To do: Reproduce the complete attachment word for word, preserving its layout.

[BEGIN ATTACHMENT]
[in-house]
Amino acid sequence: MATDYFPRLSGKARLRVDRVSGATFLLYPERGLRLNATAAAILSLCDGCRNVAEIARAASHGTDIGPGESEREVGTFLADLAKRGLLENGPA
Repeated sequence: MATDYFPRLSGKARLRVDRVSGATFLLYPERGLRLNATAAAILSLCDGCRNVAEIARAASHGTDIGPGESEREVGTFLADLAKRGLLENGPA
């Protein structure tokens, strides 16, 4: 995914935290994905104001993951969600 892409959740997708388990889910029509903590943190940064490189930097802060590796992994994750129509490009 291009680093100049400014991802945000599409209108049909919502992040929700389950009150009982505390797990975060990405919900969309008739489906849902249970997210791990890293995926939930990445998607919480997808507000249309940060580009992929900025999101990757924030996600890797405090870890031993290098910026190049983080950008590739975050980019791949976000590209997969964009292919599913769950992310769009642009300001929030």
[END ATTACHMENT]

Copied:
[in-house]
Amino acid sequence: MATDYFPRLSGKARLRVDRVSGATFLLYPERGLRLNATAAAILSLCDGCRNVAEIARAASHGTDIGPGESEREVGTFLADLAKRGLLENGPA
Repeated sequence: MATDYFPRLSGKARLRVDRVSGATFLLYPERGLRLNATAAAILSLCDGCRNVAEIARAASHGTDIGPGESEREVGTFLADLAKRGLLENGPA
């Protein structure tokens, strides 16, 4: 995914935290994905104001993951969600 892409959740997708388990889910029509903590943190940064490189930097802060590796992994994750129509490009 291009680093100049400014991802945000599409209108049909919502992040929700389950009150009982505390797990975060990405919900969309008739489906849902249970997210791990890293995926939930990445998607919480997808507000249309940060580009992929900025999101990757924030996600890797405090870890031993290098910026190049983080950008590739975050980019791949976000590209997969964009292919599913769950992310769009642009300001929030």